In its DIAGNOSTIC AND STATISTICAL MANUAL OF MENTAL DISORDERS, the American Psychiatric Association (APA) acknowledges that there is no bright-line distinction between "mental" disorders and "physical" disorders. Nevertheless, the APA also recognizes that, while "there is much `physical' in `mental' disorders," the phrase "mental disorder" persists "because we have not found an appropriate substitute." American Psychiatric Association, DIAGNOSTIC AND STATISTICAL MANUAL OF MENTAL DISORDERS xxi (Fourth Edition, 1994). Accordingly, the APA has not wavered from its classification of Lynd's disability — "major depressive disorder" — as a "mental disorder." Id. at 339. Thus, it is not just the lay population that holds to the view that certain disorders are properly and necessarily characterized as "mental disorders," even though what is thus referred to may have a "physical" aspect and/or origin, as well.

The approach taken by the Ninth Circuit in Patterson v. Hughes Aircraft Co., 11 F.3d 948 (9th Cir.1993), is also instructive. In Patterson, the court confronted an ERISA plan pursuant to which benefits resulting from "mental, nervous or emotional disorders of any type" would be limited to two years. Id. at 949. The court observed that the plan did not define "mental disorder," and held that ambiguities in the plan were to be resolved in favor of the plan participant. Id. at 950. In reaching its conclusion that the term "mental disorder" was ambiguous in this context, the court asserted its view that, when a disability was caused by "depression," then that disability would be properly characterized as resulting from a "mental disorder": "If Patterson's disability was caused solely by his depression, ... then his condition is subject to the two-year limitation by any possible meaning of the Plan's term `mental disorder.'" Id. at 951.6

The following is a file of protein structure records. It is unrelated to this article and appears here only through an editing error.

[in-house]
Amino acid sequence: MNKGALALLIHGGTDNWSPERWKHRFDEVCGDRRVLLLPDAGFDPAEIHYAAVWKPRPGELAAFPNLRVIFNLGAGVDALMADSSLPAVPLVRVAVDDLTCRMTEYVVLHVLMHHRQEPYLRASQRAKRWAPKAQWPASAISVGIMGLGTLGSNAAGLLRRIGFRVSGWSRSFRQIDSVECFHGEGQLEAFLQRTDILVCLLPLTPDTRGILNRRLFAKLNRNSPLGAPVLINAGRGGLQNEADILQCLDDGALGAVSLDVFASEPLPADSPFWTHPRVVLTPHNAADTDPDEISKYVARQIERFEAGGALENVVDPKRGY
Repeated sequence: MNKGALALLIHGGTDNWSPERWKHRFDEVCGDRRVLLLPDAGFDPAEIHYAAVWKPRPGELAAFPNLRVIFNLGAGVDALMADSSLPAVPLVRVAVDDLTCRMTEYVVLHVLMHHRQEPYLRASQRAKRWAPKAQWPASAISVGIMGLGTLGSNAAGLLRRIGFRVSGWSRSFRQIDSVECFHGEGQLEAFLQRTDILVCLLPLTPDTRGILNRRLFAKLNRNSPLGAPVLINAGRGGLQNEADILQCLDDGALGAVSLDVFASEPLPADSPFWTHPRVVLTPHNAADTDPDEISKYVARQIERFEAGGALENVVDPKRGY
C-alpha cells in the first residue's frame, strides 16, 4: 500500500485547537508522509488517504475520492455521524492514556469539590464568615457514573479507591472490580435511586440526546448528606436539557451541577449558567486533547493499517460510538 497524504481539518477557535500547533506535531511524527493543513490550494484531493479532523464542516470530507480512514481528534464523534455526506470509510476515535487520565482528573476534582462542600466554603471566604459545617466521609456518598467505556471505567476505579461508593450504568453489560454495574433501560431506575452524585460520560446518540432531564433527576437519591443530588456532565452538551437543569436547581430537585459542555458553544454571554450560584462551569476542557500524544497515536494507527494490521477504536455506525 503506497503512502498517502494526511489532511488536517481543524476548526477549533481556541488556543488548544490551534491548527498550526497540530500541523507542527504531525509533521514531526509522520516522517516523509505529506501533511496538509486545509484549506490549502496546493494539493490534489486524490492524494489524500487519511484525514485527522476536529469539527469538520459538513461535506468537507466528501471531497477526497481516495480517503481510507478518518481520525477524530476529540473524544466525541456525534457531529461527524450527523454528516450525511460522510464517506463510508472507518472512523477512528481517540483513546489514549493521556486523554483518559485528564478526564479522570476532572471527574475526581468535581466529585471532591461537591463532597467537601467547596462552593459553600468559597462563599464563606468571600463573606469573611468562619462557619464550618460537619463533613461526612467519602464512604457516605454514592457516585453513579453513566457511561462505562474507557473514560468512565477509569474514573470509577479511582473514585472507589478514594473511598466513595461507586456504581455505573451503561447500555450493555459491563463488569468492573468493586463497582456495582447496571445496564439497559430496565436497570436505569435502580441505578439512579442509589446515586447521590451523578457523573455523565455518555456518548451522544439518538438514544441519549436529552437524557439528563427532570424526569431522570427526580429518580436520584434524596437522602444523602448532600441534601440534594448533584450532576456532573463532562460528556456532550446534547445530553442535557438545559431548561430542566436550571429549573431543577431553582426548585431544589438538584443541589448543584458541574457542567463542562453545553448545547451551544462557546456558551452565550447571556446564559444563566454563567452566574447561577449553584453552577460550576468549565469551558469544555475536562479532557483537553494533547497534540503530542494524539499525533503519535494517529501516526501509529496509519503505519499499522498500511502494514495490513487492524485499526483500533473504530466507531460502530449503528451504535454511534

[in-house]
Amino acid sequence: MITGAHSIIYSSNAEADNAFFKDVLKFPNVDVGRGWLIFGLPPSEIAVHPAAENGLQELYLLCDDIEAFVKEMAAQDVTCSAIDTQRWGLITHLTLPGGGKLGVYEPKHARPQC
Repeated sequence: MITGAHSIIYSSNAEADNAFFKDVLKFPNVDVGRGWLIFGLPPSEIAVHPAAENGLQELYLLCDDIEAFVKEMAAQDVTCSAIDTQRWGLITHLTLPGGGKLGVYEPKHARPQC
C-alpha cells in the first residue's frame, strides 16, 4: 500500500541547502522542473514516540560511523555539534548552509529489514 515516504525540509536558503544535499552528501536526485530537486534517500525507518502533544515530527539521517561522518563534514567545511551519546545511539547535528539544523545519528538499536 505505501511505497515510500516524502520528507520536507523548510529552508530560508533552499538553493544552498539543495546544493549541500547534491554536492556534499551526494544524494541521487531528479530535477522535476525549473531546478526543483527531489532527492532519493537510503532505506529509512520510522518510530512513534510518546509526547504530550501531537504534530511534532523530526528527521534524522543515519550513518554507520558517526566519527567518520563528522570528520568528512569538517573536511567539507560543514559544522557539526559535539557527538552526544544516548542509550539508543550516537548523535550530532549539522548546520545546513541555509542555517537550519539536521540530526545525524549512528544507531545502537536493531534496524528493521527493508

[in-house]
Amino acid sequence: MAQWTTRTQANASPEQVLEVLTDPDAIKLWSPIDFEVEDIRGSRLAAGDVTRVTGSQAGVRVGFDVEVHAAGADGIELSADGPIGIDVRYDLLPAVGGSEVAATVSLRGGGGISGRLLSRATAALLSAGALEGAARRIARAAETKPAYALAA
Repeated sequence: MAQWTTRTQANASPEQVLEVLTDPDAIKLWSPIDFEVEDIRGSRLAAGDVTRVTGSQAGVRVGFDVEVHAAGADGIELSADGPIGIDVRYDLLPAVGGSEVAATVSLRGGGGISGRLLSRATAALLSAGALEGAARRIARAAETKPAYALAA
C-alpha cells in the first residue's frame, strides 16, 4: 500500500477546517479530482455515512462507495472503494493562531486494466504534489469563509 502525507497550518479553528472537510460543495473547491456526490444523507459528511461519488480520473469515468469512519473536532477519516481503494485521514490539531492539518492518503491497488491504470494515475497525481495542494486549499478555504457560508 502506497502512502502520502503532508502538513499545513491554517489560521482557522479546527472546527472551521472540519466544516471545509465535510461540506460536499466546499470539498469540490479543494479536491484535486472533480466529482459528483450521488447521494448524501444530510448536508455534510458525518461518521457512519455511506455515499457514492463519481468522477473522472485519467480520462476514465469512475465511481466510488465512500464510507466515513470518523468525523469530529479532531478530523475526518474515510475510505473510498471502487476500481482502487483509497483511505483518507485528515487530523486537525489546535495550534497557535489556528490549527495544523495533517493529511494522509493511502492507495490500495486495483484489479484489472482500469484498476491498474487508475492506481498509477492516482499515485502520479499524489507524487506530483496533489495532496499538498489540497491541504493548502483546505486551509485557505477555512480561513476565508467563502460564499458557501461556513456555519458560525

The court ultimately remanded the case to the district court, concluding that, "[I]f Patterson's headaches contributed to his total disability, or they are either a cause or symptom of his depression, then Patterson's disability does not fall within the `mental disorder' limitation interpreted in his favor." Id. at 951 (emphasis added). The court reached this conclusion because the cause of Patterson's disability had not been determined. Id.7 However, the language quoted above would apparently sanction the conclusion that, even if it were established that the cause of Patterson's disability was "depression" — and that Patterson's headaches were only a symptom of his depression — then Patterson's disability would nevertheless fail to constitute a "mental disorder." We disagree with this view, particularly if the court intended that this analysis apply not only to Patterson's headaches, but to all "physical" symptoms of "mental" disabilities. If we begin with the premise that the cause of a disability is "mental" — and the Eighth and Ninth Circuits, as well as the American Psychiatric Association, characterize "depression" as a "mental" disorder — then to find that a disability falls outside of the term "mental disorder" (as used in an ERISA plan) because the disability has "physical" symptoms would render the term "mental disorder" obsolete in this context. As the ERISA plan in the instant case pointedly refers to "mental or nervous disorders," it would be inappropriate to effectively collapse the term "mental disorder" to include only those illnesses, if any exist, which have no "physical" manifestations. If the exclusion of disability, lasting more than twenty-four months, due to "mental or nervous disorders" is to mean anything — and we think it must — then there is no principled basis on which to exclude Lynd's "major depressive disorders" from the reach of that exclusion.